Father accused of killing girls had been expected to plead guilty but argue he wasn’t responsible because of mental defect.
HUDSON, WIS. – An expected guilty plea from the man accused of killing his three daughters in their River Falls, Wis., home last summer was put on hold Wednesday.
At issue was what kind of evidence could be allowed at trial if Aaron Schaffhausen decides to admit to the crimes but still argue to a jury that he shouldn’t be held responsible for them because of his mental health.
St. Croix County Circuit Judge Howard Cameron said attorneys would file court papers on the question and meet again at a hearing Thursday afternoon.
Schaffhausen attorney John Kucinski told the Star Tribune on Tuesday evening that his client was considering pleading guilty to committing the crimes while still maintaining that he is not responsible because of mental disease or defect.
Kucinski argued in a document filed Wednesday morning that pleading guilty should mean excluding all testimony of alleged threats to Schaffhausen’s ex-wife or the children, as well as all autopsy and crime scene data “since the sole issues are, at the time of the crimes, was Aaron suffering from a mental illness.”
Prosecutor Gary Freyberg had raised concerns in a Tuesday letter to the judge. “The defendant should be questioned thoroughly about why he is changing his plea,” Freyberg wrote. He argued that much of the evidence that would have been presented at trial to determine guilt should still be allowed to determine mental responsibility.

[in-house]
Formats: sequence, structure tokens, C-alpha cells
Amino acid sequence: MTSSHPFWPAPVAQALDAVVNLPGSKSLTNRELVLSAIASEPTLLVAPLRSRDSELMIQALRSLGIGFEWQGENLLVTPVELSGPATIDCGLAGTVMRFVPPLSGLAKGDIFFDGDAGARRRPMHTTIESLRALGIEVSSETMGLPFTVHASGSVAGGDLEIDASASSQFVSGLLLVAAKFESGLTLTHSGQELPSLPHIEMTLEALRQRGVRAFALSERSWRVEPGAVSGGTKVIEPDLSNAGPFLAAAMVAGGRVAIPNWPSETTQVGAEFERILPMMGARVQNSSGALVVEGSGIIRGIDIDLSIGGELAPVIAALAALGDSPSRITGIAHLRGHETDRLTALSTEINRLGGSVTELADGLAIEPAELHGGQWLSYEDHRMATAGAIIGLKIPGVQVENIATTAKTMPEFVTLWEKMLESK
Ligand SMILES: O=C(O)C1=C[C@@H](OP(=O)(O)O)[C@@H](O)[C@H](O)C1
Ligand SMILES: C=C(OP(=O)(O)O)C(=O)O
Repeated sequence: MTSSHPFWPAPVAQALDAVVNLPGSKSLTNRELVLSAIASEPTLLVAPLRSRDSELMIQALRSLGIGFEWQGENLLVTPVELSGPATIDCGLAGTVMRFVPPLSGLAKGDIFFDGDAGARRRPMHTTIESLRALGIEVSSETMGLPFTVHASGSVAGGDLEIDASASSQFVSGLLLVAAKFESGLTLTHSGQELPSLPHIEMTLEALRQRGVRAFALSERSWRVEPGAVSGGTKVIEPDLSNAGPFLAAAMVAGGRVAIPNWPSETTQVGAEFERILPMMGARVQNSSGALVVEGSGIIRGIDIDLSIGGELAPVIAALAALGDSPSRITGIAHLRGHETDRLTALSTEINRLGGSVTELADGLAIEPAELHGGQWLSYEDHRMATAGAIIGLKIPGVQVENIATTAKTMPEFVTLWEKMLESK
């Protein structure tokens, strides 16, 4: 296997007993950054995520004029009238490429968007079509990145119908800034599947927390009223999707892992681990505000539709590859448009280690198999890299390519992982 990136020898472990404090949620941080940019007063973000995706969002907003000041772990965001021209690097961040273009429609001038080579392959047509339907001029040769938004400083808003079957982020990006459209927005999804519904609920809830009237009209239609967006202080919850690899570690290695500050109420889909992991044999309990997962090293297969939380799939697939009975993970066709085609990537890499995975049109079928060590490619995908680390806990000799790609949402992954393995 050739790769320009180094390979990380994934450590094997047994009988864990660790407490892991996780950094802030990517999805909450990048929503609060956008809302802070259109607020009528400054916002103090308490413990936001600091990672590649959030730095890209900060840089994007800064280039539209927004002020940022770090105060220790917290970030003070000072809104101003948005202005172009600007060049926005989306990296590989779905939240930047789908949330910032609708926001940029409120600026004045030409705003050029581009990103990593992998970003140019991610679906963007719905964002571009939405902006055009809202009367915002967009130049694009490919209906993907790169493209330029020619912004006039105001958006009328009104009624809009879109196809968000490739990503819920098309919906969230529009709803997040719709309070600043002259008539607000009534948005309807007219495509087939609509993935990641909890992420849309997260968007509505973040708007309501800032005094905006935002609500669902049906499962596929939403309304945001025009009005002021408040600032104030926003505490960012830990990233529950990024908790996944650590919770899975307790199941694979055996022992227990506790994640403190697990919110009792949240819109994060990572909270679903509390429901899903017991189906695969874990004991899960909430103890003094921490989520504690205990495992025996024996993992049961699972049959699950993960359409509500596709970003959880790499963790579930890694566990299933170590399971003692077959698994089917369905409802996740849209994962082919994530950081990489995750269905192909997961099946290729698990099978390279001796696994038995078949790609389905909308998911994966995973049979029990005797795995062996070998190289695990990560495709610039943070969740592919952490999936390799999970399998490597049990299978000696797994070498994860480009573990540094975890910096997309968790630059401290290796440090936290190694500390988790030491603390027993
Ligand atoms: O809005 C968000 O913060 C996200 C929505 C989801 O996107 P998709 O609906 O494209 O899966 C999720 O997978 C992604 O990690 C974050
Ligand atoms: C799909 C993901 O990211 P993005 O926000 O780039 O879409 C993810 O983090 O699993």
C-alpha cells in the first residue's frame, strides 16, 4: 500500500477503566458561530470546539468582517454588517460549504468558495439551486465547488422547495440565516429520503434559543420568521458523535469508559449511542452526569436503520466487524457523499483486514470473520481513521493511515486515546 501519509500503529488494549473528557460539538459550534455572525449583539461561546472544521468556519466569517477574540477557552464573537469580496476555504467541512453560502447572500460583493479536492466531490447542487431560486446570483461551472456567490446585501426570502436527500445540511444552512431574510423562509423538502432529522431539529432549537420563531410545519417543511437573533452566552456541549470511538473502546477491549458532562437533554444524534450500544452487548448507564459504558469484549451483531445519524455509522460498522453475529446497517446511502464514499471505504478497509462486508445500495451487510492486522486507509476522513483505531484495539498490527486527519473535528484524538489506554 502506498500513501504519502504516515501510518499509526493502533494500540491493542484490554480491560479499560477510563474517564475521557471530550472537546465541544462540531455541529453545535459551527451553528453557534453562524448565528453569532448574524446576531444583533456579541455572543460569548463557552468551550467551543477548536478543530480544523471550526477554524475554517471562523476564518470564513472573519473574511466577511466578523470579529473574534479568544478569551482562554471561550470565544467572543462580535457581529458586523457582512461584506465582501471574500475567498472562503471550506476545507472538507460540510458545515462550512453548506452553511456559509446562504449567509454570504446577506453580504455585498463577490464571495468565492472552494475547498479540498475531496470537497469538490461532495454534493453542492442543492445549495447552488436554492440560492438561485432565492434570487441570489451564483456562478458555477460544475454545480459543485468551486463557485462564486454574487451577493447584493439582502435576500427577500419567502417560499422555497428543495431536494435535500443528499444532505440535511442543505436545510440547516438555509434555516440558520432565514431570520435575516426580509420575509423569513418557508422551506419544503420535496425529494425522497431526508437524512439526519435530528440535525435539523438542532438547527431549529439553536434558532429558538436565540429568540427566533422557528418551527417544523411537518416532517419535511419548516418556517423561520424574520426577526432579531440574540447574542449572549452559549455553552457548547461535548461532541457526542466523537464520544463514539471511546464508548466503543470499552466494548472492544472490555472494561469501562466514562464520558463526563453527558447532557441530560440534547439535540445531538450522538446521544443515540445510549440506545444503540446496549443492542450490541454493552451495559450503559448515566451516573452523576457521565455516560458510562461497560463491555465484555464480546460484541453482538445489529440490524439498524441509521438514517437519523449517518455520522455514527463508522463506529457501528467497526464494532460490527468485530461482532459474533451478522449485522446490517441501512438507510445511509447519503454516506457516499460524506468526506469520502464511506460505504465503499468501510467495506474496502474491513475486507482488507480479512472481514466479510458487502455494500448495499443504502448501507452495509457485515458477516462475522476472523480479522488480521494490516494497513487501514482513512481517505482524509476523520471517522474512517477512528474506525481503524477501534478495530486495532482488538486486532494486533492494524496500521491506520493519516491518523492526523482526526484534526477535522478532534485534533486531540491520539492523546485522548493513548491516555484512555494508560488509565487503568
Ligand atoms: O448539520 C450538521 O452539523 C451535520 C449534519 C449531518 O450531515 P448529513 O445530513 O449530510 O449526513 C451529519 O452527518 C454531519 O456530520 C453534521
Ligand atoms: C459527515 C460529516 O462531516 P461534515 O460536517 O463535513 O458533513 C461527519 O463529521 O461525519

The trial is scheduled to begin Monday.
In a filing Wednesday, Freyberg wrote that “evidence that a defendant attempted to conceal a murder weapon, to alter the crime scene, to destroy or conceal evidence all have a strong tendency to show that defendant understood the wrongfulness of his conduct.”
Evidence is relevant, he wrote, to show the degree of planning and preparation by Schaffhausen, whose “very presence in River Falls, at a time when he was supposed to be at work in Minot, North Dakota, bringing with him multiple sharp instruments, is evidence of conscious choices tending to show planning and preparation.”
Schaffhausen, 35, is charged with three counts of first-degree intentional homicide in the July 10 deaths of his daughters, 11-year-old Amara, 8-year-old Sophie and 5-year-old Cecilia.
During Wednesday’s hearing, attorneys argued over several procedural points, including what photos of the girls may be shown. His ex-wife, Jessica Schaffhausen, sat in on the court proceedings for the first time Wednesday, at times watching Aaron Schaffhausen while he sat motionless and stared straight ahead.
Asked why his client didn’t change the plea Wednesday, Kucinski said after the hearing “we really have to wait until tomorrow because we have to confirm stuff,” adding they had to look up some laws and see how the judge would rule.
Freyberg said his team will be ready for either kind of trial Monday.
“It is a difficult, challenging landscape when you’re not sure which phase of the case is going to start in … five days,” he said. “We will be prepared to present whatever is necessary to see that justice is done.”
Pam Louwagie • 612-673-7102